Rick Martinez’s new cookbook, “Mi Cocina: Recipes and Rapture from My Kitchen in Mexico” (Clarkson Potter, $35), includes 100 recipes from seven different regions of Mexico. This recipe for Tacos Capeados features Baja-stye tacos, but with a slightly different mixture than what we usually see in the States—and two great options.
“For the crispy fried fish, I use a batter mix that has a 50/50 ratio mix of wheat flour to cornmeal or masa harina,” Martinez says in the book. “The corn adds extra flavor but also creates a crunchy crust that actually stays crunchy even when cooled to room temperature.”
Don’t over-season the mixture or make it “pull more than its fair share of flavor lift,” he says. “The real art of making tacos is layering in flavor and texture. Each ingredient contributes to a different sensation in your mouth—hot, cold, soft, crunchy, sweet, salty and spicy.”
Taco Filled with Brick Martinez
Serves 4 to 6
1½ pounds skinless halibut, cod, or other white fish fillets, cut crosswise into 16 fillets
Morton’s kosher salt and freshly ground black pepper
1 cup all-purpose flour
1 cup masa harina or fine or medium-grind cornmeal
2 teaspoons baking powder
Half a teaspoon of baking soda
12 ounces of Mexican pale ale
¼ cup of sparkling mineral water, carbonated water or water
3 tablespoons apple cider vinegar
Vegetable oil for frying (about 3 liters)
Warm corn tortilla
Papaya and raw tomato sauce (see below)
salsa blanca (see below)
Sliced red cabbage
Season the fish with a little salt and pepper. Transfer it to a wire rack fitted inside a tray. Place in the refrigerator, uncovered, for at least an hour or overnight (this surface is air dried, so the mixture sticks to the thickness better).
In a medium bowl, whisk together all-purpose flour, masa harina, baking powder, baking soda, and ½ teaspoon salt. Add the beer, sparkling water, and vinegar and whisk until completely combined and no lumps left.
Pour 3 inches of oil into a large, heavy saucepan and hook it onto a frying thermometer, heat over medium-high heat until temperature registers 375 degrees. Cover tray with paper towels.
Working in batches, dip the fish into the mixture, allowing excess batter to drip back into the bowl. Carefully lower the fish into the oil and fry, using tongs to turn the fish occasionally, until light golden brown and completely cooked through, 3 to 4 minutes. Transfer the fish to paper towels to drain.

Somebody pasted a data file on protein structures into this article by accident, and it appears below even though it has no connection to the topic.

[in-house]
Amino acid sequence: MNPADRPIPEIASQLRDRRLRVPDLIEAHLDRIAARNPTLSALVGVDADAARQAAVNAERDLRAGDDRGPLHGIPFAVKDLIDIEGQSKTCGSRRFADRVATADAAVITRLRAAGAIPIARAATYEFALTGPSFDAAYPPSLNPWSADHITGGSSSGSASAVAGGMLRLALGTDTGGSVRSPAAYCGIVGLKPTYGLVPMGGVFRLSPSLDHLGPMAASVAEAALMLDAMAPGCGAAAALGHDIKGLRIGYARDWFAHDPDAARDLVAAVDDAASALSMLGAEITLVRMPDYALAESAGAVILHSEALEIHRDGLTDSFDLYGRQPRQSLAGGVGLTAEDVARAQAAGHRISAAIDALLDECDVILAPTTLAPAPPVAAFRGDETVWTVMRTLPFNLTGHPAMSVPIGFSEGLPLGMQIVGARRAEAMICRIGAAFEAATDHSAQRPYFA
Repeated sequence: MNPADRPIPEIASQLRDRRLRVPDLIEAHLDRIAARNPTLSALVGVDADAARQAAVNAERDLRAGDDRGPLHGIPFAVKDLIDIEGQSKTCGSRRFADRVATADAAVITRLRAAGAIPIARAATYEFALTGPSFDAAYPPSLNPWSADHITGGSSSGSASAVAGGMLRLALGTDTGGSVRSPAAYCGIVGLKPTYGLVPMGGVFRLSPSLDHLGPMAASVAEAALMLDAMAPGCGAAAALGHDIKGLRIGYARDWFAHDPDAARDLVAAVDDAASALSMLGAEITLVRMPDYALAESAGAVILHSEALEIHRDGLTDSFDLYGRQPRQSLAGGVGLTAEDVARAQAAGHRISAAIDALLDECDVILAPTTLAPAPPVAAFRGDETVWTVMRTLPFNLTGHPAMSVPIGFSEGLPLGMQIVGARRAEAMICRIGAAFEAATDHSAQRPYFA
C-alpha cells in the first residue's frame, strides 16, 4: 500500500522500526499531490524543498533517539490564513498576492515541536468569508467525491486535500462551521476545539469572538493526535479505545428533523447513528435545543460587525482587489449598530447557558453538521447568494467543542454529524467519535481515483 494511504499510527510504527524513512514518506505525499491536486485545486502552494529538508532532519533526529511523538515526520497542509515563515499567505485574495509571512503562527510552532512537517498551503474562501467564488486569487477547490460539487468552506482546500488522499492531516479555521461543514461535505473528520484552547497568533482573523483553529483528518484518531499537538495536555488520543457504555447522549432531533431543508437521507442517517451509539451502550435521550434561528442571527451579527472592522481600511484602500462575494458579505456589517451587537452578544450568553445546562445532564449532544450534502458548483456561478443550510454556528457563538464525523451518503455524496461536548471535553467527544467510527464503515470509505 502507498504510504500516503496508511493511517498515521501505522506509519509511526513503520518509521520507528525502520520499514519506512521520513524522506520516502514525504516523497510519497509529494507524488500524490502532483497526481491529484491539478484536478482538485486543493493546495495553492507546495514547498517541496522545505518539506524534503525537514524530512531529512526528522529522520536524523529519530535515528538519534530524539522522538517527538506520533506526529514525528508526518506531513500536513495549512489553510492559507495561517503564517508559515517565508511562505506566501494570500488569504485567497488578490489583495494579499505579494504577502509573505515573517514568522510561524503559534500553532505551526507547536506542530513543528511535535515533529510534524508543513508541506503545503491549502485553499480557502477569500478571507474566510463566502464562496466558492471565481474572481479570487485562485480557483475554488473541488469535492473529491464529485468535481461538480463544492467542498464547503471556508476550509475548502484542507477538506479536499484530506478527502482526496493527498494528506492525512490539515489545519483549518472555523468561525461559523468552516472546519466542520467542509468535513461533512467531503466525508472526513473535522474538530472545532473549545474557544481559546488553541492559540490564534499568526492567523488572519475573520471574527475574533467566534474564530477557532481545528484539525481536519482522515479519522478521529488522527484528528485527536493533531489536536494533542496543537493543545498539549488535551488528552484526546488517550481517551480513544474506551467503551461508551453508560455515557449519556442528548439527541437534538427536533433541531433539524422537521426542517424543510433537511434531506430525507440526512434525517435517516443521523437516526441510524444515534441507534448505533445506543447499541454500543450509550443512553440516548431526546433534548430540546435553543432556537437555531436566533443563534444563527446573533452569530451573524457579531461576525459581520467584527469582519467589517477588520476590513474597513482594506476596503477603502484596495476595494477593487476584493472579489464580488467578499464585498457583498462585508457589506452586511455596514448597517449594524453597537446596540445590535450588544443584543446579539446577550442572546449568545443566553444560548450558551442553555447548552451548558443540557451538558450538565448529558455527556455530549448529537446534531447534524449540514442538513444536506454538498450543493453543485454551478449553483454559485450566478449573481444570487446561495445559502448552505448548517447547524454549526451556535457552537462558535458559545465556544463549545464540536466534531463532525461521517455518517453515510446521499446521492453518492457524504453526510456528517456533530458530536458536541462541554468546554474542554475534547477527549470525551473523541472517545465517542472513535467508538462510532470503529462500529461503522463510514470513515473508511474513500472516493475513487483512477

Serve pescado capido with tortilla bread, salsa, lemon and cabbage.
Papaya and Roo tomatillo salsa
Makes 2 cups
3 medium tomatoes, peeled, washed and cut into 2cm pieces
¼ ripe papaya, peeled, seeded, and cut into 1-inch pieces
¼ medium white onion, coarsely chopped
3 serranos peppers, seeded and finely chopped
3 garlic cloves, finely grated
6 tablespoons fresh lemon juice (3 to 4 lemons)
3 tablespoons finely chopped mint
Morton Kosher Salt
In a medium bowl, combine tomatoes, papaya, onion, chili pepper, garlic, lemon juice, and mint together. Season with salt to taste. Cover the bowl with plastic and refrigerate for an hour for the flavors to solidify together. Serve chilled or at room temperature. (Note: The salsa cruda can be prepared up to 1 day in advance. Store in an airtight container in the refrigerator.)
Makes 1 1/3 cups
1 anchovy fillet filled with oil
½ teaspoon Morton’s kosher salt, plus more to taste
Half a cup of mayonnaise
¼ cup cream, fresh cream or sour cream
½ cup finely chopped coriander
2 serranos peppers, seeded and finely chopped
2 garlic cloves, finely grated
½ teaspoon finely grated lemon peel
3 tablespoons fresh lemon juice
Place the anchovies on a cutting board and sprinkle with salt. Using the flat side of a knife, mash it up until a paste forms. Scrape the mixture into a medium-sized bowl.
Add mayonnaise, cream, coriander, chile serranos, garlic, lemon peel and lemon juice and whisk to combine. Season with salt to taste. Cover and put in the fridge until ready to serve. (The sauce can be made up to 1 day in advance. Store in an airtight container in the refrigerator.)
– Reprinted with permission from “Mi Cocina: Recipes and Rapture from My Kitchen in Mexico” by Rick Martínez, Copyright © 2022. Published by Clarkson Potter / Publishers, an imprint of Penguin Random House.